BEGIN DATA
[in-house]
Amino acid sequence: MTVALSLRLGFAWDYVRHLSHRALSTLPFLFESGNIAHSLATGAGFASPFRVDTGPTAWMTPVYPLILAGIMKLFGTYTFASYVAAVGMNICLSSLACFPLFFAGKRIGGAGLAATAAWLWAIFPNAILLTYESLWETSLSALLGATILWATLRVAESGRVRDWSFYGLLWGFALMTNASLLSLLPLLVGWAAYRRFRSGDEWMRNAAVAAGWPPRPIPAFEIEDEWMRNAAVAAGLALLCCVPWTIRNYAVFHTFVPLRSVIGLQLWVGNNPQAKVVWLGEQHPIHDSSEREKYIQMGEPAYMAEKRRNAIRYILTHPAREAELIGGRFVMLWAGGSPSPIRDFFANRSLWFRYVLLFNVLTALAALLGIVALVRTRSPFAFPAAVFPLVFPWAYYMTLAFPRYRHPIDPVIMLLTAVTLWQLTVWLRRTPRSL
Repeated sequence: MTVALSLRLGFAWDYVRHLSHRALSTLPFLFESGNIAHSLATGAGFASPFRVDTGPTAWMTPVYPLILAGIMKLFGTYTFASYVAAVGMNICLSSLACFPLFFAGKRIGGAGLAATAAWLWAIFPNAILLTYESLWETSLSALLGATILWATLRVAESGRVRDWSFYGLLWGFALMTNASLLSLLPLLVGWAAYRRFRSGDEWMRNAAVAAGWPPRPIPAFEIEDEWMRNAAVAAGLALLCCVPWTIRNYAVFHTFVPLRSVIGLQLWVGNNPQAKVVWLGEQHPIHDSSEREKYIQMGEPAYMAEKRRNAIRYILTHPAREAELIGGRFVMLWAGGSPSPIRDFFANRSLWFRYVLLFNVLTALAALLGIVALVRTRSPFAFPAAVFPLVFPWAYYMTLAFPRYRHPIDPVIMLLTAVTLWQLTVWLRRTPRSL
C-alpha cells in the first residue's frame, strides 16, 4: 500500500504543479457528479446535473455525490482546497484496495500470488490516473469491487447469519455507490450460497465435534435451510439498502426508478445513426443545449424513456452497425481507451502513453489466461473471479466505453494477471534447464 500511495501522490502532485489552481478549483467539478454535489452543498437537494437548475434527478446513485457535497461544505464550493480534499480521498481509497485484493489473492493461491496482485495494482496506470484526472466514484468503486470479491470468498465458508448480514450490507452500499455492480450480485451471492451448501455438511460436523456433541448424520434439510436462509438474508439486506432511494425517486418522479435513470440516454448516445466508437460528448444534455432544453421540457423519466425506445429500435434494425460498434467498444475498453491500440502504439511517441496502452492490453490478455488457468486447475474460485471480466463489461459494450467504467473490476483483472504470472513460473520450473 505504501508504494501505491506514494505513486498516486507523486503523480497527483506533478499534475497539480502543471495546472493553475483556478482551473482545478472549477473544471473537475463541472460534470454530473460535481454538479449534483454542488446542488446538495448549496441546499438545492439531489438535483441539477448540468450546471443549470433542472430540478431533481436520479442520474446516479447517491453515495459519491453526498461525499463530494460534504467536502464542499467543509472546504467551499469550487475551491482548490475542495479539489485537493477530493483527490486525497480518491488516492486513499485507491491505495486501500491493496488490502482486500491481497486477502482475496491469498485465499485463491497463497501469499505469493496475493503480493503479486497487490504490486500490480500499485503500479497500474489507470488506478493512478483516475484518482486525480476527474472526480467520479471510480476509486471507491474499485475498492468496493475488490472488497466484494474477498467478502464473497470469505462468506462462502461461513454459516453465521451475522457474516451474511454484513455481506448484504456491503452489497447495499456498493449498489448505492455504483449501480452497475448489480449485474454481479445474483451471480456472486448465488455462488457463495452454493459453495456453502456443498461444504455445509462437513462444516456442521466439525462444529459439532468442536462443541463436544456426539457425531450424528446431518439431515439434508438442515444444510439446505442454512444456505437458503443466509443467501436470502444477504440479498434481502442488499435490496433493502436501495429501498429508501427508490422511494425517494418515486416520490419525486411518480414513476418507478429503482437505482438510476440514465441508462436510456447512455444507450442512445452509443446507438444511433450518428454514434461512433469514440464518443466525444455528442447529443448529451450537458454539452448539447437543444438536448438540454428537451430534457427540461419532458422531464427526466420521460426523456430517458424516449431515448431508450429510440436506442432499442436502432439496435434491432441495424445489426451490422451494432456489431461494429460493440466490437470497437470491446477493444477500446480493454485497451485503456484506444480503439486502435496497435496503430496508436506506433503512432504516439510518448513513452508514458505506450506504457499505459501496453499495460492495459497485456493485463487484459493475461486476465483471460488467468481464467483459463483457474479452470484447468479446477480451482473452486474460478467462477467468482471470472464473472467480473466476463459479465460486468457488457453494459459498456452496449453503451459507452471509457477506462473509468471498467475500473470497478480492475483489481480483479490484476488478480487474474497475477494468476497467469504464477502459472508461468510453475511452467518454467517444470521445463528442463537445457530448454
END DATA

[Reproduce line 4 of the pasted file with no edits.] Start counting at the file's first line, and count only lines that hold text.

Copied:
C-alpha cells in the first residue's frame, strides 16, 4: 500500500504543479457528479446535473455525490482546497484496495500470488490516473469491487447469519455507490450460497465435534435451510439498502426508478445513426443545449424513456452497425481507451502513453489466461473471479466505453494477471534447464 500511495501522490502532485489552481478549483467539478454535489452543498437537494437548475434527478446513485457535497461544505464550493480534499480521498481509497485484493489473492493461491496482485495494482496506470484526472466514484468503486470479491470468498465458508448480514450490507452500499455492480450480485451471492451448501455438511460436523456433541448424520434439510436462509438474508439486506432511494425517486418522479435513470440516454448516445466508437460528448444534455432544453421540457423519466425506445429500435434494425460498434467498444475498453491500440502504439511517441496502452492490453490478455488457468486447475474460485471480466463489461459494450467504467473490476483483472504470472513460473520450473 505504501508504494501505491506514494505513486498516486507523486503523480497527483506533478499534475497539480502543471495546472493553475483556478482551473482545478472549477473544471473537475463541472460534470454530473460535481454538479449534483454542488446542488446538495448549496441546499438545492439531489438535483441539477448540468450546471443549470433542472430540478431533481436520479442520474446516479447517491453515495459519491453526498461525499463530494460534504467536502464542499467543509472546504467551499469550487475551491482548490475542495479539489485537493477530493483527490486525497480518491488516492486513499485507491491505495486501500491493496488490502482486500491481497486477502482475496491469498485465499485463491497463497501469499505469493496475493503480493503479486497487490504490486500490480500499485503500479497500474489507470488506478493512478483516475484518482486525480476527474472526480467520479471510480476509486471507491474499485475498492468496493475488490472488497466484494474477498467478502464473497470469505462468506462462502461461513454459516453465521451475522457474516451474511454484513455481506448484504456491503452489497447495499456498493449498489448505492455504483449501480452497475448489480449485474454481479445474483451471480456472486448465488455462488457463495452454493459453495456453502456443498461444504455445509462437513462444516456442521466439525462444529459439532468442536462443541463436544456426539457425531450424528446431518439431515439434508438442515444444510439446505442454512444456505437458503443466509443467501436470502444477504440479498434481502442488499435490496433493502436501495429501498429508501427508490422511494425517494418515486416520490419525486411518480414513476418507478429503482437505482438510476440514465441508462436510456447512455444507450442512445452509443446507438444511433450518428454514434461512433469514440464518443466525444455528442447529443448529451450537458454539452448539447437543444438536448438540454428537451430534457427540461419532458422531464427526466420521460426523456430517458424516449431515448431508450429510440436506442432499442436502432439496435434491432441495424445489426451490422451494432456489431461494429460493440466490437470497437470491446477493444477500446480493454485497451485503456484506444480503439486502435496497435496503430496508436506506433503512432504516439510518448513513452508514458505506450506504457499505459501496453499495460492495459497485456493485463487484459493475461486476465483471460488467468481464467483459463483457474479452470484447468479446477480451482473452486474460478467462477467468482471470472464473472467480473466476463459479465460486468457488457453494459459498456452496449453503451459507452471509457477506462473509468471498467475500473470497478480492475483489481480483479490484476488478480487474474497475477494468476497467469504464477502459472508461468510453475511452467518454467517444470521445463528442463537445457530448454